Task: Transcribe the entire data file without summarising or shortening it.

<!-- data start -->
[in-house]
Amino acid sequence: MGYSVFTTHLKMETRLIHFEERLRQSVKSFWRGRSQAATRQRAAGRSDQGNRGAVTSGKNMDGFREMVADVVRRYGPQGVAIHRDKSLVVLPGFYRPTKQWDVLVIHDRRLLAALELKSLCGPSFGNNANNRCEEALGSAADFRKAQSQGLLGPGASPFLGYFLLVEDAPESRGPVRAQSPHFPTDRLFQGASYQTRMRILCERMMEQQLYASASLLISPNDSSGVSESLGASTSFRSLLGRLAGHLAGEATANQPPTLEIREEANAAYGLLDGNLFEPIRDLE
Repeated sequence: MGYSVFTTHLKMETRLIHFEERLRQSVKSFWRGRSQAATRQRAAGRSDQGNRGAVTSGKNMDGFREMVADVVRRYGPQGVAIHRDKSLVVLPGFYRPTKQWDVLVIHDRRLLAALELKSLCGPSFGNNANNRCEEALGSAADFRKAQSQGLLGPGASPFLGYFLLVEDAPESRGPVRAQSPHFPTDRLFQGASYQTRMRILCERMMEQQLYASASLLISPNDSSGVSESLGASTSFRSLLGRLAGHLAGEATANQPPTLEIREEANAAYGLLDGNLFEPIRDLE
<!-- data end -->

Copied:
[in-house]
Amino acid sequence: MGYSVFTTHLKMETRLIHFEERLRQSVKSFWRGRSQAATRQRAAGRSDQGNRGAVTSGKNMDGFREMVADVVRRYGPQGVAIHRDKSLVVLPGFYRPTKQWDVLVIHDRRLLAALELKSLCGPSFGNNANNRCEEALGSAADFRKAQSQGLLGPGASPFLGYFLLVEDAPESRGPVRAQSPHFPTDRLFQGASYQTRMRILCERMMEQQLYASASLLISPNDSSGVSESLGASTSFRSLLGRLAGHLAGEATANQPPTLEIREEANAAYGLLDGNLFEPIRDLE
Repeated sequence: MGYSVFTTHLKMETRLIHFEERLRQSVKSFWRGRSQAATRQRAAGRSDQGNRGAVTSGKNMDGFREMVADVVRRYGPQGVAIHRDKSLVVLPGFYRPTKQWDVLVIHDRRLLAALELKSLCGPSFGNNANNRCEEALGSAADFRKAQSQGLLGPGASPFLGYFLLVEDAPESRGPVRAQSPHFPTDRLFQGASYQTRMRILCERMMEQQLYASASLLISPNDSSGVSESLGASTSFRSLLGRLAGHLAGEATANQPPTLEIREEANAAYGLLDGNLFEPIRDLE